Dentist on road, treats elderly in nursing homes


The Advertiser

Add this to the list of things that get more difficult as we grow older: Going to the dentist.

If you're in a nursing home, a trip to the dentist can be near impossible, financially or even physically. At the same time, our stake in good dental health grows, even to the point where a dental procedure is a matter of life or death.

Lafayette dentist Gregory Folse has built a practice, Outreach Dentistry, on providing dental care for such patients, including dozens each year who cannot pay. That's why he was recently named Dentist of the Year by 232-HELP, the social service information and referral service.

"I've got a 'no suffer' policy in my office, that no patient will suffer from dental disease as long as we're in this game," Folse said. "We make sure all these folks are taken care of, regardless of the funding we may have. 232-HELP helps us organize that care."

"It's that kind of generosity of spirit that we look for in our Dentist of the Year," said Rae Logan, executive director of 232-HELP.

Folse and dental assistant Abby Trahan were at Maison de Lafayette to begin the work of realigning dentures for two patients.

"I've found that most of my patients, as was the case this morning, have multiple differing diagnoses," Folse said. "Sometimes they have 15 or 20 different diseases. They may have 15 to 20 medications.

"You tie that many diseases and that number of drugs with an abscessed tooth and an infection that won't go away, then you've got a problem for a nursing home patient."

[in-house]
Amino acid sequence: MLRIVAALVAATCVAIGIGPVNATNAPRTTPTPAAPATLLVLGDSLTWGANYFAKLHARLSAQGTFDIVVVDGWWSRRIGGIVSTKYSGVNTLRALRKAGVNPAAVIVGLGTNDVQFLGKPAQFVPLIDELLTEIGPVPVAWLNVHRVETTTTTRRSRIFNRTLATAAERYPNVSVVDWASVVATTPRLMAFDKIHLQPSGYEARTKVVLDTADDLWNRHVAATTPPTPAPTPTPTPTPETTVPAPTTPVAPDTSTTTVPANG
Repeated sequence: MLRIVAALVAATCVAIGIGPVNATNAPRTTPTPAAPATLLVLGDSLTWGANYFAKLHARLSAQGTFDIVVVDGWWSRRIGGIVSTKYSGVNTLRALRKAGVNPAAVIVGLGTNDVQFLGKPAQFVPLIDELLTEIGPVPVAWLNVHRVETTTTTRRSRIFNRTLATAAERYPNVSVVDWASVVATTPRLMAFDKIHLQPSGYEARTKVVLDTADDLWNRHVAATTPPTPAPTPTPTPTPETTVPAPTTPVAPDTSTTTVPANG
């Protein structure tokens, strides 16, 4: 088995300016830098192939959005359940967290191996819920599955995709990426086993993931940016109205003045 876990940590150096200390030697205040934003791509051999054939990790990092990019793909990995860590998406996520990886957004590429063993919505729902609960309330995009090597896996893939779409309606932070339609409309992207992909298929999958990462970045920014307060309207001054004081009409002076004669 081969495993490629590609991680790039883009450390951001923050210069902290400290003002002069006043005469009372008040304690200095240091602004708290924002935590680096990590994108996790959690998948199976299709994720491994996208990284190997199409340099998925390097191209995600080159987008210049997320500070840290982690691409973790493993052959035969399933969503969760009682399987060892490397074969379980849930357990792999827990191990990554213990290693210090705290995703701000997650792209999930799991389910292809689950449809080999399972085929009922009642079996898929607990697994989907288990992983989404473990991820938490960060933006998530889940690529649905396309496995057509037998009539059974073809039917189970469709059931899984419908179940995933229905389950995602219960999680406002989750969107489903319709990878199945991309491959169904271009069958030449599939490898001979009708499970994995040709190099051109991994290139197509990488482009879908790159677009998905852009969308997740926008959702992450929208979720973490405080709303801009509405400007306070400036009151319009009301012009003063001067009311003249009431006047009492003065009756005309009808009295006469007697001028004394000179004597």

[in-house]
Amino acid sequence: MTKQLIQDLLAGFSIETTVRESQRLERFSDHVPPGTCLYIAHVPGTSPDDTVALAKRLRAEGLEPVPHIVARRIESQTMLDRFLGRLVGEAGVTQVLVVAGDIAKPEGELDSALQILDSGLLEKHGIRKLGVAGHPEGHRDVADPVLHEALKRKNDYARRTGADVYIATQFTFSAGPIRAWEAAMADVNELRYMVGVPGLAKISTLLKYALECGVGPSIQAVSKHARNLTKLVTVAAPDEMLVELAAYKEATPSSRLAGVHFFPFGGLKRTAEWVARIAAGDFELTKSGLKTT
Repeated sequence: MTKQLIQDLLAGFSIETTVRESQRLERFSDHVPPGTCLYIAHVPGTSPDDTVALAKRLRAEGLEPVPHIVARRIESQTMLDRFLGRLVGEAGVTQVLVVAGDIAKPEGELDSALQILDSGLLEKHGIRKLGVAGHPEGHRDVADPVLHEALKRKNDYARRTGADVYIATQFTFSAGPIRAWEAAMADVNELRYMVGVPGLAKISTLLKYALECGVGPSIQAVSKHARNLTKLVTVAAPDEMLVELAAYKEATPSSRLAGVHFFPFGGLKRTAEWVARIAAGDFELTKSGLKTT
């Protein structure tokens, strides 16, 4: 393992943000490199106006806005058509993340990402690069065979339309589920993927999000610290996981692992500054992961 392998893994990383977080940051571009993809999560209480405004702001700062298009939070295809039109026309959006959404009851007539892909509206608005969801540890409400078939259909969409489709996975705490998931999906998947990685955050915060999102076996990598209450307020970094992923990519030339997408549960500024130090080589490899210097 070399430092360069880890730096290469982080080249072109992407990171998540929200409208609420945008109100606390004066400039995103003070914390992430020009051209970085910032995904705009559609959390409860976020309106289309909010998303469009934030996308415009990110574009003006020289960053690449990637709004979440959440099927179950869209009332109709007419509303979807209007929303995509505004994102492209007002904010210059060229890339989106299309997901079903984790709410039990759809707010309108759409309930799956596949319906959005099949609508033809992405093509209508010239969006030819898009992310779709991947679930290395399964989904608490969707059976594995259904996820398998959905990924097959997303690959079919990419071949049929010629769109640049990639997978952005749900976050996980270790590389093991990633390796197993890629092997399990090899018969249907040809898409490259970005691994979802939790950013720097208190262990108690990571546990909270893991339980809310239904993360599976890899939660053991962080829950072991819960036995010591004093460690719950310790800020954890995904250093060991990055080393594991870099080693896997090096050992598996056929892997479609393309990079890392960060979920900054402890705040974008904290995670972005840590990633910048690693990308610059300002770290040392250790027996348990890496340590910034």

Sometimes the problems can be lethal.

"Unfortunately, in my career I've seen numbers of patients who have passed away either directly because of poor oral health, due to an infection . or who have complications that come from the disease process combined with dental infections that worsen the diseases than they have."

So Folse goes to the patients who can't come to him.

A native of Raceland, Folse sometimes accompanied his grandfather, a physician, on house calls. After attending the University of Louisiana at Lafayette and the LSU School of Dentistry, Folse had a traditional dental practice for a few years.

"The need for what I do now is pretty profound," he said.

Going into nursing homes meant leaving behind dental chairs and other pieces of major equipment. Folse carries portable versions of some of the tools of the trade with him.

Folse said that when he started treating nursing home patients in 1992, Medicaid, the state-federal health care coverage program, covered only dentures. Since then, reimbursements to participating dentists have improved. He also discovered that reimbursement rules let nursing home residents pay for dental care with Social Security money that would normally go to a nursing home. The state must make up for the lost revenue to the nursing home.

Folse receives a stipend from the nursing homes where he sees patients. Even so, Folse estimates that he gave away about $44,000 worth of care last year.

"He's an amazing man," said Logan at 232-HELP. "His dental practice focuses on the elderly, and a good part of our clients are the elderly and those who are disabled and unable to get dental services any other way. .

"If you live at the poverty level in Louisiana, you cannot afford to get your teeth cleaned. You're unable to get your teeth pulled."

Folse is advocating for nursing home dentistry and mobile dentistry at local public schools, publishing articles and talking to professional organizations and lawmakers.

"I look forward to making a patient who has poor oral function eat and chew," Folse said, "and enjoy the three best events of the day, which are breakfast, lunch and supper."

Information from: The Advertiser,

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